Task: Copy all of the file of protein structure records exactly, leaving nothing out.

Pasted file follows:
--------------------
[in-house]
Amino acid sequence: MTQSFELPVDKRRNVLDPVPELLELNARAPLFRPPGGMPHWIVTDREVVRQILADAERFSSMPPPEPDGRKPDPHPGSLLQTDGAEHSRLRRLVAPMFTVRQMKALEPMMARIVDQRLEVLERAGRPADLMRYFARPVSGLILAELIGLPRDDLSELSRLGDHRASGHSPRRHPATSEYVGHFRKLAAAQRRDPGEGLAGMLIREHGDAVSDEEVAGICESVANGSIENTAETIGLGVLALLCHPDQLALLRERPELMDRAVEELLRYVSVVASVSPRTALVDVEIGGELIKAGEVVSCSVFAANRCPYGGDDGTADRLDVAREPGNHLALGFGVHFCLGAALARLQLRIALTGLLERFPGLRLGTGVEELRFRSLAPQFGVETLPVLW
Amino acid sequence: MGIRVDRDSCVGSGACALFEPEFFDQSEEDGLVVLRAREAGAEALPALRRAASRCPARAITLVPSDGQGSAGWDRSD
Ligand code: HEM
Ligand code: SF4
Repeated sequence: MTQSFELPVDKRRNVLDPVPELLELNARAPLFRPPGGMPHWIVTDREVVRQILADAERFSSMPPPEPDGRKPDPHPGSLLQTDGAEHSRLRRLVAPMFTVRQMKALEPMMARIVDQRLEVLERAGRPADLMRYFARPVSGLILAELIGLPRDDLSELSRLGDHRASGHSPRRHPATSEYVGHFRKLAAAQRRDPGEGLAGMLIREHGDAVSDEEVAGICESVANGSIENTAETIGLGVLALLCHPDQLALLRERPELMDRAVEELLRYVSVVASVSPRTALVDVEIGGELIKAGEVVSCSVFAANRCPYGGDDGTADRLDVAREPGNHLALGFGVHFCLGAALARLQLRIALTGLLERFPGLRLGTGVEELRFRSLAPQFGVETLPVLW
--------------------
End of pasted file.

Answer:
[in-house]
Amino acid sequence: MTQSFELPVDKRRNVLDPVPELLELNARAPLFRPPGGMPHWIVTDREVVRQILADAERFSSMPPPEPDGRKPDPHPGSLLQTDGAEHSRLRRLVAPMFTVRQMKALEPMMARIVDQRLEVLERAGRPADLMRYFARPVSGLILAELIGLPRDDLSELSRLGDHRASGHSPRRHPATSEYVGHFRKLAAAQRRDPGEGLAGMLIREHGDAVSDEEVAGICESVANGSIENTAETIGLGVLALLCHPDQLALLRERPELMDRAVEELLRYVSVVASVSPRTALVDVEIGGELIKAGEVVSCSVFAANRCPYGGDDGTADRLDVAREPGNHLALGFGVHFCLGAALARLQLRIALTGLLERFPGLRLGTGVEELRFRSLAPQFGVETLPVLW
Amino acid sequence: MGIRVDRDSCVGSGACALFEPEFFDQSEEDGLVVLRAREAGAEALPALRRAASRCPARAITLVPSDGQGSAGWDRSD
Ligand code: HEM
Ligand code: SF4
Repeated sequence: MTQSFELPVDKRRNVLDPVPELLELNARAPLFRPPGGMPHWIVTDREVVRQILADAERFSSMPPPEPDGRKPDPHPGSLLQTDGAEHSRLRRLVAPMFTVRQMKALEPMMARIVDQRLEVLERAGRPADLMRYFARPVSGLILAELIGLPRDDLSELSRLGDHRASGHSPRRHPATSEYVGHFRKLAAAQRRDPGEGLAGMLIREHGDAVSDEEVAGICESVANGSIENTAETIGLGVLALLCHPDQLALLRERPELMDRAVEELLRYVSVVASVSPRTALVDVEIGGELIKAGEVVSCSVFAANRCPYGGDDGTADRLDVAREPGNHLALGFGVHFCLGAALARLQLRIALTGLLERFPGLRLGTGVEELRFRSLAPQFGVETLPVLW